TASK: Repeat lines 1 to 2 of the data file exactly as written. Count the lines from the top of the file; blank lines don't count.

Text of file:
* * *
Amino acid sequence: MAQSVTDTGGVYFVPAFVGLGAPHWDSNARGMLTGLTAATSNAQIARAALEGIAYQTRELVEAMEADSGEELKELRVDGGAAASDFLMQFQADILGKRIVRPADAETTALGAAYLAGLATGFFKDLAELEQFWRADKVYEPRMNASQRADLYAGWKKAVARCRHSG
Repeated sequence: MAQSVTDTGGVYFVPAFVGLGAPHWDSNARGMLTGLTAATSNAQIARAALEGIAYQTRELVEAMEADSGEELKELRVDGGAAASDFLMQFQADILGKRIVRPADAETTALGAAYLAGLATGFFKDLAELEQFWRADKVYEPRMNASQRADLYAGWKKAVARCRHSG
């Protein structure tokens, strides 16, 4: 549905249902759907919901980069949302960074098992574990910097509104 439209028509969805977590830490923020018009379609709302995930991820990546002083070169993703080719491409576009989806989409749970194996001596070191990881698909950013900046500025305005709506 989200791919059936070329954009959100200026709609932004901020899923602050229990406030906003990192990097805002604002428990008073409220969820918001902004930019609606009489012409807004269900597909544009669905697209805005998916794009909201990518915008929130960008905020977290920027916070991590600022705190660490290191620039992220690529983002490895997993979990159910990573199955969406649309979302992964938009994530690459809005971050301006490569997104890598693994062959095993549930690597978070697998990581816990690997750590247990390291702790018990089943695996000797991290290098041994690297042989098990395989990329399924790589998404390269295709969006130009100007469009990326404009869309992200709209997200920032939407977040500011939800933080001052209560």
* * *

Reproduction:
Amino acid sequence: MAQSVTDTGGVYFVPAFVGLGAPHWDSNARGMLTGLTAATSNAQIARAALEGIAYQTRELVEAMEADSGEELKELRVDGGAAASDFLMQFQADILGKRIVRPADAETTALGAAYLAGLATGFFKDLAELEQFWRADKVYEPRMNASQRADLYAGWKKAVARCRHSG
Repeated sequence: MAQSVTDTGGVYFVPAFVGLGAPHWDSNARGMLTGLTAATSNAQIARAALEGIAYQTRELVEAMEADSGEELKELRVDGGAAASDFLMQFQADILGKRIVRPADAETTALGAAYLAGLATGFFKDLAELEQFWRADKVYEPRMNASQRADLYAGWKKAVARCRHSG